Christopher: Figure out what works before you figure out how it works.
Josh: Right. What works can certainly help us to figure out mechanisms and then ultimately that can possibly enhance either our interventions or -- right now, I would say the best place to apply our source code knowledge of mechanisms is in monitoring, assessing our interventions, so looking at disease markers, looking at labs and imaging to know our game level. Interventions moving us towards an objective, particularly talking about treating a particular disease.
Christopher: As you know I'm a particularly big fan of this, and that has been my complaint for a while is that you generally don't get that feedback. Malcolm Kendrick talked about how in cardiovascular disease, quite often the first symptom is death.
Josh: Right, exactly.
Christopher: That's too late. I need to know before then, that my vegetarian diet is not working. Maybe a vegetarian diet could work if it was done really well and appropriate feedback will tell you as such.
Josh: There are lots of questions that we would love to know, and we have the tools to figure this out. We have the tools to do this.
Christopher: There is so much dip shittery and uncertainty that's created by not having any way to assess that though. Even here at the Ancestral Health Symposium, you have someone propose some idea. Well that's interesting. I quite like to explore that, but how do I assess that it's working? Do I wait? Maybe there are even transgenerational effects, or maybe my great, great grandchildren will tell me whether that was a good decision or not.
Josh: Right, and in the meantime, you play the game. You get level one taken care of. There are certain things we have to acknowledge, the limits of what we know.
Christopher: Yeah, be okay with not knowing.
Josh: We're so bad at that. That's why saying we don't have a robust mechanistic explanation of how a particular intervention works is seen as undermining it somehow when it's not in any respect. We're so hung up on thinking that that's needed.
Christopher: Also, humbling things or at least things that I find humbling that made me realize that there are certain things I can't understand. For example, I've just finished reading Dave Deamer's book on Origins of Life. I found it a little bit frustrating because I felt like he was just moving the problem around. What happened with the origins of life, he relies on stuff turning up from outer space, on comets. Does this happen to be the right fatty acids in this comet? You can put it in a blender and you'll get, say, coconut oil out of it. Okay, so what happened before the Big Bang? What did happen before the Big Bang? That's an interesting question. You Google it, and it turns out that asking what is before the Big Bang is like asking what's south of the South Pole?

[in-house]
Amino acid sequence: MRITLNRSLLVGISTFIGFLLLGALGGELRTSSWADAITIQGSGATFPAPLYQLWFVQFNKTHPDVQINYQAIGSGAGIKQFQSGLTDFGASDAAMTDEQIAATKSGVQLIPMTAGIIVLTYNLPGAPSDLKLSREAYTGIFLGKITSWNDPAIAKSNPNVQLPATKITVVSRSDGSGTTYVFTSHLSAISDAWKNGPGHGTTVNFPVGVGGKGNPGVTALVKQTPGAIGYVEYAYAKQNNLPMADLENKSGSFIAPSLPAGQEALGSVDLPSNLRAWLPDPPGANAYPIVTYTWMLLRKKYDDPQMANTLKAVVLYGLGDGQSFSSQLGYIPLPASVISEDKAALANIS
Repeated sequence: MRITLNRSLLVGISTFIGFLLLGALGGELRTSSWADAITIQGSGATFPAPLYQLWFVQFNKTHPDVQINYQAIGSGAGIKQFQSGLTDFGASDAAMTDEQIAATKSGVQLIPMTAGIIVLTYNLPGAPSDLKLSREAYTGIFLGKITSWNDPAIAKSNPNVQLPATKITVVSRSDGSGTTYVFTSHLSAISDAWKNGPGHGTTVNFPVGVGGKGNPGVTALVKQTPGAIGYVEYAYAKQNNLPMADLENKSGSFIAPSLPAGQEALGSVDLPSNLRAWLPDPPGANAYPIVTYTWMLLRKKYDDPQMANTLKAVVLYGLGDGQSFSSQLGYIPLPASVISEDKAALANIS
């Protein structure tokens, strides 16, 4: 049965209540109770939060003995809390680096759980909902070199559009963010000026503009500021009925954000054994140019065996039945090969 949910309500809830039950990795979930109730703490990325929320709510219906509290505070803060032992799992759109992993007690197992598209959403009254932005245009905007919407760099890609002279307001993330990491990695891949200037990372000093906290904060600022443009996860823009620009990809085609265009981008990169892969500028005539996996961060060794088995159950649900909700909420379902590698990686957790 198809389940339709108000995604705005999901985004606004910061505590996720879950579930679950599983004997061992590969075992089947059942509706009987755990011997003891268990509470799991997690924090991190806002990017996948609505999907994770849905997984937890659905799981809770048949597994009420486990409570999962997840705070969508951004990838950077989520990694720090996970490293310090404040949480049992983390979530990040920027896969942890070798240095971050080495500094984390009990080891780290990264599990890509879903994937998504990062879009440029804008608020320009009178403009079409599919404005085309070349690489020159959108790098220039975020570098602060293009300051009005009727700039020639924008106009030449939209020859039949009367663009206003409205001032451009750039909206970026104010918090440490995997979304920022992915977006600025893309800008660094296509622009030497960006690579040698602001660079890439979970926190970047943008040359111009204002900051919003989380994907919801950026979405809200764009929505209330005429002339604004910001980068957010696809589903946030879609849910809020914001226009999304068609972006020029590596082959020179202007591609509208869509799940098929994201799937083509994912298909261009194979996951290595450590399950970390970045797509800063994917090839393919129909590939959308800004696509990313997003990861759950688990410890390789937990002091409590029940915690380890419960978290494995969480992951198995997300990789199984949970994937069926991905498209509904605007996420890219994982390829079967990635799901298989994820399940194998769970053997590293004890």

Josh: You understand there's actually nothing at the bottom.
Christopher: Yeah, and I'm like, oh, I guess I just can't understand that. I don't have the apparatus to --
Josh: Right, and that there are certain things that are just assumptions that you just have to grant.
Christopher: Yeah. Does it come with any value in it? That's an interesting question as well. Once you know that something works and you're comfortable with not knowing how it works, is there any value in it?
Josh: In exploring it?
Christopher: And exploring it to find out the details, the technical details, the source code.
Josh: I guess it does because it reveals if something works that you didn't know worked before, so when you find something that works that didn't work before, it's surprising. Clearly there's some knowledge to be gained there. You didn't understand and potentially --
Christopher: So maybe that insight gives new insights into what else might work. Right?
Josh: Right, for sure, and then exploring then figuring out how it works could still lead to other valuable information. It's like there is value in just exploring curiosity about the world. So many of our advances that we've made, major technological advances, just started with someone, what the heck is this, and had no idea that one day would turn into a magnificent technology. So there's certainly value in that. For me, it's simply, the primary take home message is understanding where it applies. What is it good to use for and what it isn't?
Christopher: It's a false dichotomy to say it's an either-or.
Josh: For sure, yeah.
Christopher: This doesn't mean that you can't investigate mechanisms and tinker around at the source code level. It's just that first you must play the game.
Josh: Right, yeah, either-or thinking is another huge issue. I was thinking about that with the talk because I use Alzheimer's as one of the poster children for this insanity. How many resources have we poured into it and come up empty despite how much hype there was around it? You had, for years, people debating, is it amyloid or is it tau? As if, A, it had to be either-or. Why we ever thought that, I don't know. B, is it the fate of what happened, whether our success depended on which one we got right? It's going to be one of those two.
Christopher: Yeah, those models, they always make me -- we've seen it before. Like I say, in the integrative field, Bredesen, is it glyco toxic or is it toxic toxic? Is it insulin-resistant or is it -- it's great. It's catchy and, oh, this is a system I can go -- Mickey mentioned Gretchen Rubin's tendencies. Am I questioner, or am I --